For the first time in three years, I've unplugged from the corporate network. On Thursday of last week, I changed my password to something I can't now remember, and walked out of the data center and into the afternoon air. In California now, the sun is shining, the flowers are blooming, the Bay is doubtlessly blue.
I'm not there.
If I'm anywhere, I'm here, in Portland, though my mind feels adrift, overwhelmed. I'm in love. Confusedly, tangledly, contentedly so. So there's that, and there's the possibility of exit trajectories in a way I haven't considered before, even when I came west last year. The idea of leaving this corporate reality bubble, of leaving my servers and fiber and having a job that doesn't eat 50-60 hours minimum of my week, is astounding. The idea of having emotional support, stability, and love, is even moreso.
This town is so strange, too. It rains all the time, but the food is good, the coffee is good, and in the evening, I've come to cherish curling up on the couch with french press and a book or laptop, of small talk, of the press of good etouffee or German food or crepes in my stomach. And at night, I think, I steal the blankets.
I feel like I'm home, finally. For a moment, the exploding political drama and stress and crisis mode of the data centers has receded, and I find myself simply drifting, if fetching up against stones which bring me wide-eyed, awake, and reaching for the laptop I can't log into.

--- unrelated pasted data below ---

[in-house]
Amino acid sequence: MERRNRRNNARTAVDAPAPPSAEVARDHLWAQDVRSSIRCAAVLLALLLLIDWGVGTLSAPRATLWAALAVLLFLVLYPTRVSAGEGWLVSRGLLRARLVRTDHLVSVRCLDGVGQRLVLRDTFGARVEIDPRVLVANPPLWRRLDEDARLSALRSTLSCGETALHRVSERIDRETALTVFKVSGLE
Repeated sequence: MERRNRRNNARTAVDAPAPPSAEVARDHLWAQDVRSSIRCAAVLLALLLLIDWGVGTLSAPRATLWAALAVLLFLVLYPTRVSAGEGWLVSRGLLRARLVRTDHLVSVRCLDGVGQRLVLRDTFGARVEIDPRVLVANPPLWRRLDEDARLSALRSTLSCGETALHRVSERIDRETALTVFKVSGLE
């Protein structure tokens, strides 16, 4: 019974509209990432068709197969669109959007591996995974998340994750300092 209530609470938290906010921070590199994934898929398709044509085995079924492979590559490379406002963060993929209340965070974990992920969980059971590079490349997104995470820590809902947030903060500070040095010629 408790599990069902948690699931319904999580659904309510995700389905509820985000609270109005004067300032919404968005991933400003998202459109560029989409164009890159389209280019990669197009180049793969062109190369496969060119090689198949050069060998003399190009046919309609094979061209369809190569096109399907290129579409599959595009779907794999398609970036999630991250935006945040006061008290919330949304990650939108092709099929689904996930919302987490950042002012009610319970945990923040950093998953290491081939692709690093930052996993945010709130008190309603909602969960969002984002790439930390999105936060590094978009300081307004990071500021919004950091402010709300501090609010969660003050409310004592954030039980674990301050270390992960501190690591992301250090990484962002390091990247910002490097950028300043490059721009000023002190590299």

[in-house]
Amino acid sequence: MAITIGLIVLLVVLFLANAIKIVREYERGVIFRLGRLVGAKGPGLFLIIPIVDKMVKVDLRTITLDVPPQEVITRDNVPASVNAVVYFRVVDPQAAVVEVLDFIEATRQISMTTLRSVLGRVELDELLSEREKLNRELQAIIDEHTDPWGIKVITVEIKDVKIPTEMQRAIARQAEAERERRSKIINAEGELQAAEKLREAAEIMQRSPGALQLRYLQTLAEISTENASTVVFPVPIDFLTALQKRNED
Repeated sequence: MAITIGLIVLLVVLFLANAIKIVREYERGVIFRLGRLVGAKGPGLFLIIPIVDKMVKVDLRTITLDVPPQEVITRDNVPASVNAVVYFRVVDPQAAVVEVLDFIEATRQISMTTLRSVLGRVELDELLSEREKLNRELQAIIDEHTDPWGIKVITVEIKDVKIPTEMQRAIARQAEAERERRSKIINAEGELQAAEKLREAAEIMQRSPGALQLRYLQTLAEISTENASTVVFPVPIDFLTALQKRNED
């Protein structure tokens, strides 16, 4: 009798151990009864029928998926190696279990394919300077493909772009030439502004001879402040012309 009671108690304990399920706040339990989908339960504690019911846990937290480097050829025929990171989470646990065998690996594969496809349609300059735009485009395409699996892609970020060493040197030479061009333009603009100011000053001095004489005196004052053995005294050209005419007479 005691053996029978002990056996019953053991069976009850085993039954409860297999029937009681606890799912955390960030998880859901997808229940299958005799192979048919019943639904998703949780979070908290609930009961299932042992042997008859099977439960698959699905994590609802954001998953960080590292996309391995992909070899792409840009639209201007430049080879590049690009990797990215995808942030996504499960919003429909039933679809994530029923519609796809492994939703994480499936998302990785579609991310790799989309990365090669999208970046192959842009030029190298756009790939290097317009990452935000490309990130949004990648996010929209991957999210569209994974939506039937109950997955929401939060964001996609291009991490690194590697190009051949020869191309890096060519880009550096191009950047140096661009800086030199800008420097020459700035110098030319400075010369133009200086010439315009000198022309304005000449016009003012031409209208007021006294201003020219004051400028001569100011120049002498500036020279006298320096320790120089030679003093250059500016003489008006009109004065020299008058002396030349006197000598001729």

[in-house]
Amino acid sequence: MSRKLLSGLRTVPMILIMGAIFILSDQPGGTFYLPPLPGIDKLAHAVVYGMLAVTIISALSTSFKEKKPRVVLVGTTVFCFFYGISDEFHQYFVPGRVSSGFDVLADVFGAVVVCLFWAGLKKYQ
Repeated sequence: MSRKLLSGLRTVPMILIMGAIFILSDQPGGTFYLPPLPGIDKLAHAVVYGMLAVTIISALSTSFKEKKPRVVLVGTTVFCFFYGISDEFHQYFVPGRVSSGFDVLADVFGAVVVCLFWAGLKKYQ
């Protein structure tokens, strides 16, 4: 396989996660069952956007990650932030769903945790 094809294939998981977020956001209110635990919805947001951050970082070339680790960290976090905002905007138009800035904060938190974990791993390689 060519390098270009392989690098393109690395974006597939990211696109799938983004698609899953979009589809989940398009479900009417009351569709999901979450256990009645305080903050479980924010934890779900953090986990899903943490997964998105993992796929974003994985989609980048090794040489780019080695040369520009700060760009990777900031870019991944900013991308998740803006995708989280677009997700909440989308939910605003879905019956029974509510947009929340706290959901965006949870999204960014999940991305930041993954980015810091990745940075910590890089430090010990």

From here, I feel like I could simply walk out of my old life and into this one. I could package my laptop and my badge up into a box, return it to headquarters. Submit my resume half a dozen places and interview, walk out with something that's twenty hours a week, enough to pay the bills and for luxuries, but with enough time to figure myself out, to sit by the river, to read through all the books I've accumulated. Enough time to learn new things, enough time to sleep.
From here, I feel the tide receding from the river sands and faraway Rodeo Beach and fading into nothingness, leaving a broad path for me to walk.
Any day now, I could be here. And I will be soon.